The bitter fighting between Israel and Hamas migrates on to Twitter
The online world has begun to play a part in the escalating conflict between the Israeli armed forces and the Palestinian Islamist group Hamas.
The violence in the Gaza Strip worsened on Wednesday when Israel killed Ahmed Jabari, the Hamas military chief, in a drone strike on his car. The Israeli action was in response to numerous rocket attacks fired by Hamas into Israel.
Hamas reacted and has begun increasing the number of rockets it is firing into Israel, with three Israelis killed in the town of Kiryat Malachi. Rockets have also reportedly hit Israel’s commercial and cultural capital Tel Aviv for the first time, although the IDF is claiming that its “Iron Dome” missile defence system has successfully intercepted scores of incoming rockets.
And the bitter conflict has moved online, with the microblogging site Twitter carrying most of the war of words.
On Wednesday, the Israeli Defence Force (IDF) began live-tweeting and blogging about its current military operation against Hamas.
“The IDF has begun a widespread campaign on terror sites & operatives in the #Gaza Strip, chief among them #Hamas & Islamic Jihad targets,” the spokesperson tweeted.
“The first target, hit minutes ago, was Ahmed Al-Jabari, head of the #Hamas military wing,” a following tweet revealed.
And then the IDF posted a video onto Youtube of the surgical strike that killed the Hamas military chief whilst he was travelling in his car. The IDF also published a poster of Al-Jabari bearing the words “eliminated”.
But the IDF is not the only side on Twitter. The Izz al-Din al-Qassam Brigades, the armed wing of Hamas, also has its own Twitter feed. It responded by tweeting “Al Qassam mourns the death of its top leader Ahmed Jabari who has been assassinated by #Israeli drones.”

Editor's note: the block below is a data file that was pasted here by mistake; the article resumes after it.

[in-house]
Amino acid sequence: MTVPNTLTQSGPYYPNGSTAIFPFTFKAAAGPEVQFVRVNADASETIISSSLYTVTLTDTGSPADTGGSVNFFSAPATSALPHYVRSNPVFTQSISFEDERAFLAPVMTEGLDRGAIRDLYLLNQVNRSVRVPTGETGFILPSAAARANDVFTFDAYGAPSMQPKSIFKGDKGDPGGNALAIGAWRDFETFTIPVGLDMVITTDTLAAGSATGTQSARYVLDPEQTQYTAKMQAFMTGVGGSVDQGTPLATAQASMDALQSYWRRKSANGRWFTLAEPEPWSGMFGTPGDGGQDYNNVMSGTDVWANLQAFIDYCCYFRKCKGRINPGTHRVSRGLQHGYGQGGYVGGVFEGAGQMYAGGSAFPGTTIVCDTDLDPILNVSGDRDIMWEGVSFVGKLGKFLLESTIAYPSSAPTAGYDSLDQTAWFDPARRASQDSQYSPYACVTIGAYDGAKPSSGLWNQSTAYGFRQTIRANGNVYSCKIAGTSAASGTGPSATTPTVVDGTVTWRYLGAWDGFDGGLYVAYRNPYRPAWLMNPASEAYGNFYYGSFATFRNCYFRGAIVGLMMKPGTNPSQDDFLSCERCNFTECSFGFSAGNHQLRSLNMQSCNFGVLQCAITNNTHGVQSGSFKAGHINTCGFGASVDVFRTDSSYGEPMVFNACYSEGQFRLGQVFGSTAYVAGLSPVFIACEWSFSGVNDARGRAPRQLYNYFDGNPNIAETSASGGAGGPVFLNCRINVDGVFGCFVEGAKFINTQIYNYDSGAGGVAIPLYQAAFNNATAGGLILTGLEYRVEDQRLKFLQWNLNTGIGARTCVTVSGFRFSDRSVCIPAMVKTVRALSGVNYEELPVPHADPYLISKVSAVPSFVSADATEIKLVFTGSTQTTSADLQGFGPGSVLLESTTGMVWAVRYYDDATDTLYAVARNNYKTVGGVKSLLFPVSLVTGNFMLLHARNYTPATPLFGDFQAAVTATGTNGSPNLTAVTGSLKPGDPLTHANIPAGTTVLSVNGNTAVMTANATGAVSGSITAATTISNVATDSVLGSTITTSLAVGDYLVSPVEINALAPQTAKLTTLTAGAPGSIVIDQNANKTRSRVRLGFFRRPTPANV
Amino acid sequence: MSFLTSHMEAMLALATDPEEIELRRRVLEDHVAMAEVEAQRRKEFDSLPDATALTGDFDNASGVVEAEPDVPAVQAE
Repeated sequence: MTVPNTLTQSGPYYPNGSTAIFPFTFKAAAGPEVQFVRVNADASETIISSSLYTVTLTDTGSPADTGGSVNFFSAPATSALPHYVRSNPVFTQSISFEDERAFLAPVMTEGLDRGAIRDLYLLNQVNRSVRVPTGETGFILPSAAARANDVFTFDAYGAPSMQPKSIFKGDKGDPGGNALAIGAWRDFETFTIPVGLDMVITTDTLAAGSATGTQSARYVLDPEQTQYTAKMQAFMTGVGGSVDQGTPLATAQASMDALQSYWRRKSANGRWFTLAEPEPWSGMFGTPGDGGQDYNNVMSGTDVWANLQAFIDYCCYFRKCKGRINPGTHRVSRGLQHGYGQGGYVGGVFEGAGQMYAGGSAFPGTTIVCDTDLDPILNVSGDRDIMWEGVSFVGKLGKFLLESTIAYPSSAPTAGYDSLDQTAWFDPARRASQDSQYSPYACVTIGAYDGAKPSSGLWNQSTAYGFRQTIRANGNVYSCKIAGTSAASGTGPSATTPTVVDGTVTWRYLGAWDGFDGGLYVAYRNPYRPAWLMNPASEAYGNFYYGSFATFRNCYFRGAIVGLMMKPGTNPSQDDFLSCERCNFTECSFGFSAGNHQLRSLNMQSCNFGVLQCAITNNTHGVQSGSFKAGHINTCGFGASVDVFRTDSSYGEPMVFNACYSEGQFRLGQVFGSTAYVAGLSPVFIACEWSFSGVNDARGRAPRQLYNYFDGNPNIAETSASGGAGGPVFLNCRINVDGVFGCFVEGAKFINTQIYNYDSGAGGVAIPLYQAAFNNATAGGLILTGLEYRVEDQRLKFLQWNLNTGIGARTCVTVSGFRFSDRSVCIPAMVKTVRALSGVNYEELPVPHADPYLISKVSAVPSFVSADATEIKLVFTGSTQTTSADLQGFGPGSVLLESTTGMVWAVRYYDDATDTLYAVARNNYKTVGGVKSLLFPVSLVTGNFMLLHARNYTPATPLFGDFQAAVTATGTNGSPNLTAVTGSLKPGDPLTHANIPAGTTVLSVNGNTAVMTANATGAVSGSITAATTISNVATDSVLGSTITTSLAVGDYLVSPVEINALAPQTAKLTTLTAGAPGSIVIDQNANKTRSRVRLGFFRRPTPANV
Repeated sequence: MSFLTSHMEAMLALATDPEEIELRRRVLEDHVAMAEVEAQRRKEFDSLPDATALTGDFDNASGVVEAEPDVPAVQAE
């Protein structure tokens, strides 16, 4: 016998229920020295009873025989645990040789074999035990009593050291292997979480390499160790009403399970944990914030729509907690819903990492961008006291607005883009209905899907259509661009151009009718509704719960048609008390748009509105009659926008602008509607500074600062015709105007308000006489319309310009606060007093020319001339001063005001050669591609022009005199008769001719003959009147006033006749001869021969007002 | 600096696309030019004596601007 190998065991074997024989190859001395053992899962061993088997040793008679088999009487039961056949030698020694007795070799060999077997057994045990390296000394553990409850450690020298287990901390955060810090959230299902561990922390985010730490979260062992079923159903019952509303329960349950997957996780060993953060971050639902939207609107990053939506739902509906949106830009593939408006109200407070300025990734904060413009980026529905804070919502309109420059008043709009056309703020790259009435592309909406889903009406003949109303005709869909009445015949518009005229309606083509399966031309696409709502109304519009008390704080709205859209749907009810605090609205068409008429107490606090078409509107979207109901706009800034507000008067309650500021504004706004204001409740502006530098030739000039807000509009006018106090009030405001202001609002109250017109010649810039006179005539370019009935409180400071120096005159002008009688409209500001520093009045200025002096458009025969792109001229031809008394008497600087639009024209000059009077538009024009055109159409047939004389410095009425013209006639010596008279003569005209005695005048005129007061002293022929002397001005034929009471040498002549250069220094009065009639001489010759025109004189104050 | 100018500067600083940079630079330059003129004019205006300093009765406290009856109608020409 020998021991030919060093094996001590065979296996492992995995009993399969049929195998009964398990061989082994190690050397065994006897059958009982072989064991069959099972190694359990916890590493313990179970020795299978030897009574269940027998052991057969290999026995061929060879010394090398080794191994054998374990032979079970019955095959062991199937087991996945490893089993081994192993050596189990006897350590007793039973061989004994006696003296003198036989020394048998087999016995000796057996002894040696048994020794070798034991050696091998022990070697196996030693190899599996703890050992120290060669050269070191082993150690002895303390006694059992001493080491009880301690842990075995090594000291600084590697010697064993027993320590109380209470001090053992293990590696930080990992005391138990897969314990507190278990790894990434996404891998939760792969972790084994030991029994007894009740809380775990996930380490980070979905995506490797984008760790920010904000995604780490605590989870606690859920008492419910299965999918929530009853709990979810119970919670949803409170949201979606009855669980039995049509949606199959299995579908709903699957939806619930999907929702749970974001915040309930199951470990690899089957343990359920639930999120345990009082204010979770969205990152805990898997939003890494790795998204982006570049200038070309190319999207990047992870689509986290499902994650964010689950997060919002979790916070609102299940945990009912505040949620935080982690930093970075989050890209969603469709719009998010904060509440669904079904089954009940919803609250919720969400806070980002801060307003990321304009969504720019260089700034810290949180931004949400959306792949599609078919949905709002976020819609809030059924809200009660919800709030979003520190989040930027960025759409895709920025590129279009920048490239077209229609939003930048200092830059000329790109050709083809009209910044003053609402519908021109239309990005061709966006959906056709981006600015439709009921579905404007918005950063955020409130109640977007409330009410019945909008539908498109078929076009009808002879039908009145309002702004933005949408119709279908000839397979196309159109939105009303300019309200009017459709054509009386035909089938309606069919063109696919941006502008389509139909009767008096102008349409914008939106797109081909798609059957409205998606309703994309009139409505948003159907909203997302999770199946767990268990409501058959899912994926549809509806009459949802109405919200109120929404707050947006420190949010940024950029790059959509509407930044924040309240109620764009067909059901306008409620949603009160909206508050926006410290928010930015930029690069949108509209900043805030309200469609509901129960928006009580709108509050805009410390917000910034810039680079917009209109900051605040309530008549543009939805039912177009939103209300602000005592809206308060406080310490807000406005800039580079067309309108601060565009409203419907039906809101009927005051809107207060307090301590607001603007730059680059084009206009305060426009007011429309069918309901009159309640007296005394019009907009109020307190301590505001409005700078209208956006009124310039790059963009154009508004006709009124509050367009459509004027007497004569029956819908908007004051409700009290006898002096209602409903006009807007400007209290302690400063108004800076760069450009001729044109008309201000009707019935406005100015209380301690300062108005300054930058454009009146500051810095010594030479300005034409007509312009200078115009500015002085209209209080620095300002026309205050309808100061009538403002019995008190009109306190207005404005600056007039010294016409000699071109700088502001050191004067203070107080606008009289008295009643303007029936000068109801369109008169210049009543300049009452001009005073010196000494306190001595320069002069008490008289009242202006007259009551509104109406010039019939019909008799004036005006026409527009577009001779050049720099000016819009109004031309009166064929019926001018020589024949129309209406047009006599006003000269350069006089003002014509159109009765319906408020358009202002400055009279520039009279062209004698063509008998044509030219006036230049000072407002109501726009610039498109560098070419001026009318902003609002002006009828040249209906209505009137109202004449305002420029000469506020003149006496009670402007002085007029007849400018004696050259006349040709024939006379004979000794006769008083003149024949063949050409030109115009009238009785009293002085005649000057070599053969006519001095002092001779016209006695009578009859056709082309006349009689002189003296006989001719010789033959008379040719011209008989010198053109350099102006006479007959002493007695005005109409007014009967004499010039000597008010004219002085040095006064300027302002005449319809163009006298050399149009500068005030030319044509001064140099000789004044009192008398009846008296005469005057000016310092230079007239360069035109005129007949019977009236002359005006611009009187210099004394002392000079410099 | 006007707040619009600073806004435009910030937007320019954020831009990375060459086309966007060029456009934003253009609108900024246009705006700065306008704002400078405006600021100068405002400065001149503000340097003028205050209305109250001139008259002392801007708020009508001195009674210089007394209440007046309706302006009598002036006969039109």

“Assassination of the great leader Ahmed al Jabari is the beginning of liberation war and ominous harbinger on sons of Zion,” it later tweeted. It also tweeted about its other rocket and mortar attacks against Israeli towns and cities, and military bases. And it also posted photos said to be of civilian casualties of the Israeli strikes.
And the war of words showed no sign of slowing down, with the IDF warning “we recommend that no Hamas operatives, whether low level or senior leaders, show their faces above ground in the days ahead”.
There is little doubt that both sides are using Twitter for their respective propaganda purposes, and it remains to be seen whether Twitter will act to intervene in the online war between the two sides.
Twitter in the past has faced protests over moves to begin censoring certain tweets.
The company has previously said it could block a Tweet in a country where what was being said was illegal – in accordance with that country’s laws. Last month, Twitter blocked access to a neo-Nazi account to Twitter users in Germany.
The company also previously pledged to clamp down on the ‘horrific’ problem of online trolling, bullying and abuse.
But Twitter censorship remains a tricky subject. Last month, a majority of TechWeekEurope readers said that it was wrong for Twitter to censor Tweets from neo Nazis.
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